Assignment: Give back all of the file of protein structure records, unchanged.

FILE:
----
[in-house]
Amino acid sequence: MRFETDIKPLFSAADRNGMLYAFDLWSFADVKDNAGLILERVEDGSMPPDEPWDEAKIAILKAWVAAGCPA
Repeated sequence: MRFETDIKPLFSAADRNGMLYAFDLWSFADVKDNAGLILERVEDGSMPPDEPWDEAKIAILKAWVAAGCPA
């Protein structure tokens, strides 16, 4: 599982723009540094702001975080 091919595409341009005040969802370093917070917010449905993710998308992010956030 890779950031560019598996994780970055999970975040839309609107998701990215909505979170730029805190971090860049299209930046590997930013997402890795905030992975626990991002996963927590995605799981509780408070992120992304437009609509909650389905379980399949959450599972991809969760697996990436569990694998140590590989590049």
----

[in-house]
Amino acid sequence: MRFETDIKPLFSAADRNGMLYAFDLWSFADVKDNAGLILERVEDGSMPPDEPWDEAKIAILKAWVAAGCPA
Repeated sequence: MRFETDIKPLFSAADRNGMLYAFDLWSFADVKDNAGLILERVEDGSMPPDEPWDEAKIAILKAWVAAGCPA
């Protein structure tokens, strides 16, 4: 599982723009540094702001975080 091919595409341009005040969802370093917070917010449905993710998308992010956030 890779950031560019598996994780970055999970975040839309609107998701990215909505979170730029805190971090860049299209930046590997930013997402890795905030992975626990991002996963927590995605799981509780408070992120992304437009609509909650389905379980399949959450599972991809969760697996990436569990694998140590590989590049």